• Cross Country: 1923
  • Football: 1916, 1917, 1920, 1935, 1939, 1942, 1944, 1949, 1954, 1955, 1957, 1961, 1968, 1969, 1970, 1972, 1973, 1974, 1975, 1976, 1977, 1979, 1981, 1984, 1986, 1993, 1996, 1998, 2002, 2005, 2006, 2007, 2008, 2009
  • Golf: 1928, 1945, 1951, 1954, 1961, 1966, 1976, 1977, 1978, 1979, 1980, 1982, 1983, 1984, 1985, 1986, 1987, 1989, 1990, 1995, 1996, 1997, 2004
  • Hockey (CCHA): 1972, 2004
  • Gymnastics: 1983, 1985, 1987, 1993, 1994, 1996, 1997, 2001, 2002, 2005, 2006, 2007, 2008
  • Indoor Track: 1942, 1948, 1949, 1950, 1993
  • Outdoor Track: 1942, 1948, 1992, 1993
  • Soccer: 2000, 2007, 2009
  • Swimming: 1938, 1943, 1946, 1947, 1949, 1950, 1951, 1952, 1953, 1954, 1955, 1956, 2010
  • Tennis: 1915, 1943, 1991, 2001, 2006, 2007, 2008, 2009
  • Volleyball (MIVA): 1969, 1972, 1975, 1977, 1978, 1981, 1982, 1983, 1986, 1987, 1993, 1995, 1996, 1997, 2000, 2004, 2007, 2008, 2009, 2010, 2011
  • Wrestling:1923, 1951

Women's[edit]

  • Basketball: 1983, 1984, 1985, 1986, 1987, 1989, 1993, 2005, 2006, 2007, 2008, 2009
  • Field Hockey: 2006
  • Golf: 1983, 1984, 1985, 1988, 1993, 1997, 1999, 2002, 2003, 2004, 2005
  • Gymnastics: 1983, 1984, 1985, 1986, 1987
  • Rowing: 2002, 2003, 2004, 2005, 2006, 2011, 2013
  • Soccer: 2010
  • Softball: 1990, 2007
  • Indoor Track: 2011
  • Outdoor Track: 2011
  • Swimming: 1982, 1983, 1984, 1985, 1986
  • Volleyball: 1989, 1991, 1994

Media[edit]

On April 2, 2009, Ohio State signed a 10-year media-rights agreement with IMG College and RadiOhio, worth nearly $128 million, the largest such agreement in college sports.[17]

The Ohio State University Marching Band[edit]

The Ohio State University Marching Band (nicknamed "The Best Damn Band In The Land"[18]) is currently under direction of Jon Waters. This all brass band has 225 members, and was first formed in 1878. The band has traditions including a field march that forms a "Script Ohio", during which, a senior sousaphone player gets to "dot the i" in the word Ohio.

School colors[edit]

Brutus Buckeye

The Ohio State school colors of scarlet and gray were chosen by a committee of three students (Curtis C. Howard, Harwood R. Pool, and Alice Townshend) prior to the school's first graduation ceremony in 1878. The committee's original recommendation was to be orange and black. The committee soon discovered that Princeton already used the colors, however, and changed their recommendation.[19] For this reason some references claim that Ohio State's original school colors were orange and black. This claim is not quite accurate, in that the committee never filed the original report with that recommendation.

Pageantry[edit]

Team Colors: Scarlet and Gray
Outfitter: Nike J. America
Fight Songs: Across the Field, Buckeye Battle Cry
Often Played Songs: Hang on Sloopy, Le Regiment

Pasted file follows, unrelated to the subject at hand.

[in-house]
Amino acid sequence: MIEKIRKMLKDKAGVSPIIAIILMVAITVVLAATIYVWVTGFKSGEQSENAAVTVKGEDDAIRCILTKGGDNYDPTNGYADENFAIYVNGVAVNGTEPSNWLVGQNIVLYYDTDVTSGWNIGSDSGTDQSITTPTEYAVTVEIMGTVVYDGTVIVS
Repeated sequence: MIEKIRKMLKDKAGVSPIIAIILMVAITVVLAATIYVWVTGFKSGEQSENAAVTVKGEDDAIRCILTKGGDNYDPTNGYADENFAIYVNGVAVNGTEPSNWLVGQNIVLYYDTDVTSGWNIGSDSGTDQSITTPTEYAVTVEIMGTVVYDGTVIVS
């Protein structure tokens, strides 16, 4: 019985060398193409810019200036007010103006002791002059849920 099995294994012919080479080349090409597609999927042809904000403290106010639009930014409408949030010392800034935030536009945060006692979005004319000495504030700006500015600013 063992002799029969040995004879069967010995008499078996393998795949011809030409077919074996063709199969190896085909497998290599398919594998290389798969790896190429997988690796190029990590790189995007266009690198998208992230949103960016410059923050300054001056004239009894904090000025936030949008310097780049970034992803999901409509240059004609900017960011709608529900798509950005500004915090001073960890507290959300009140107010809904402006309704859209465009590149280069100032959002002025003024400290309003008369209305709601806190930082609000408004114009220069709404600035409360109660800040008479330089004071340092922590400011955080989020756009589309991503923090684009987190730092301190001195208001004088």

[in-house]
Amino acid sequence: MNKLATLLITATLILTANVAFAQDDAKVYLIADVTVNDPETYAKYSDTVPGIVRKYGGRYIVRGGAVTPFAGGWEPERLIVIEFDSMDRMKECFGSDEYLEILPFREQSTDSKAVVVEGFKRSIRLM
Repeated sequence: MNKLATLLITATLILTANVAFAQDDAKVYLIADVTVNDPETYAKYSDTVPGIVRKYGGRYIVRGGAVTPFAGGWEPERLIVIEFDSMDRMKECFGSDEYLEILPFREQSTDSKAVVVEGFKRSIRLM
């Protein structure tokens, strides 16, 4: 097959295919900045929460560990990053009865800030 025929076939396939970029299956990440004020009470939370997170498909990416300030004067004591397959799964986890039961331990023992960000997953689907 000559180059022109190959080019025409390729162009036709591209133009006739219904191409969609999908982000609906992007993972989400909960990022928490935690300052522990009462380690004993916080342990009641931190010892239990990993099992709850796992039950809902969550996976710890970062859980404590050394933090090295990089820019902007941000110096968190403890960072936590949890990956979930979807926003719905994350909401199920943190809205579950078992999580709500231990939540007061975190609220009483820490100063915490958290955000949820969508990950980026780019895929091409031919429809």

Alma mater: Carmen Ohio
Nicknames: Buckeyes (officially adopted in 1950[20]), The Bucks, The Silver Bullets
Mascot: Brutus Buckeye
Rivalries: Michigan Wolverines, Illinois Fighting Illini, Penn State Nittany Lions
Marching Band: The Ohio State University Marching Band, known as TBDBITL, or The Best Damn Band In The Land. Famous for "Script Ohio" and the "Ramp Entrance". The dotting of the "i" in "Script Ohio" by a sousaphone (tuba) player who high-kicks out and does a giant bow to the crowd was voted the #1 greatest sports tradition ever, in Athlon Sports, ESPN, and Sports Illustrated.
Radio Network: The Ohio State Buckeyes Radio Network; WBNS (AM) 1460 The Fan and 97.1 FM for
Announcers: Paul Keels (Play By Play); Jim Lachey (Color (football)); Marty Bannister (Sideline (football)); Ron Stokes (Color (basketball))

Notes[edit]

  1. ^ osu.edu - Ohio State History and Traditions, Origins of the Buckeye Name
  2. ^ "Schools with the Most NCAA National Championships". NCAA. Archived from the original on 2006-06-16. Retrieved 2006-08-14. 
  3. ^ "U.S. Sports Academy Directors' Cup Previous Scoring". Athletic Director's Cup. Retrieved 2006-08-14. 
  4. ^ "The Ohio State University and Former Men's Basketball Coaches Penalized for Infractions" (Press release). NCAA. 2006-03-10. Retrieved 2006-08-14. 
  5. ^ "Big Ten Championship Teams" (PDF). History and Tradition. Ohio State Athletic Department. p. 172. Retrieved 2008-02-23. 
  6. ^ "2001 Postseason WNIT". www.womensnit.com. Retrieved 2008-02-24. 
  7. ^ "Records by Year" (PDF). History and Traditions. Ohio State Athletic Department. p. 94. Retrieved 2008-02-25. 
  8. ^ "Ohio State Women's Hockey Team History". U.S. College Hockey Online. Retrieved June 25, 2011. 
  9. ^ a b Ohio State Buckeyes Web site
  10. ^ "Buckeye Wrestling Archive". Ohio State University Wrestling. Retrieved 2014. 
  11. ^ "OSU Wrestling Quick Facts". Ohio State University Athletics. Retrieved 2014. 
  12. ^ Ohio State Buckeyes Rugby, Team, http://www.osurugby.com/team/coaches
  13. ^ College Premier Division
  14. ^ http://bleacherreport.com/articles/402408-college-rugby-utah-upsets-cal-to-win-sevens-championship
  15. ^ http://www.rugbymag.com/index.php?option=com_content&view=article&id=1159:rugbymag-crc-mvp-and-all-tournament-team-&catid=73:collegiate-sevens&Itemid=91
  16. ^ Final CPD Rankings for 2010-2011, May 24, 2011, http://www.rugbymag.com/cpl/988-final-cpd-rankings-for-2010-2011.html
  17. ^ Ohio State announces media deal
  18. ^ Director Jon Waters claims, "Supposedly at a pep rally one year, Woody Hayes stood up after the band played a song and said, 'That's the best damn band in the land!' That's all it took. When Woody says something, it's law."
    Miller, Rusty (2006-11-15). "From O-H-I-O to TBDBITL with the OSMB". Associated Press. 
  19. ^ J. H. Galbraith, "Choosing the University Colors," The Ohio State University Monthly, Dec. 1914-Jan. 1915, pp. 11-13
  20. ^ Walsh, Christopher (2009). Ohio State Football Football Huddleup, Triumph Books (Random House, Inc.), ISBN 978-1-60078-186-5, p. 120.

External links[edit]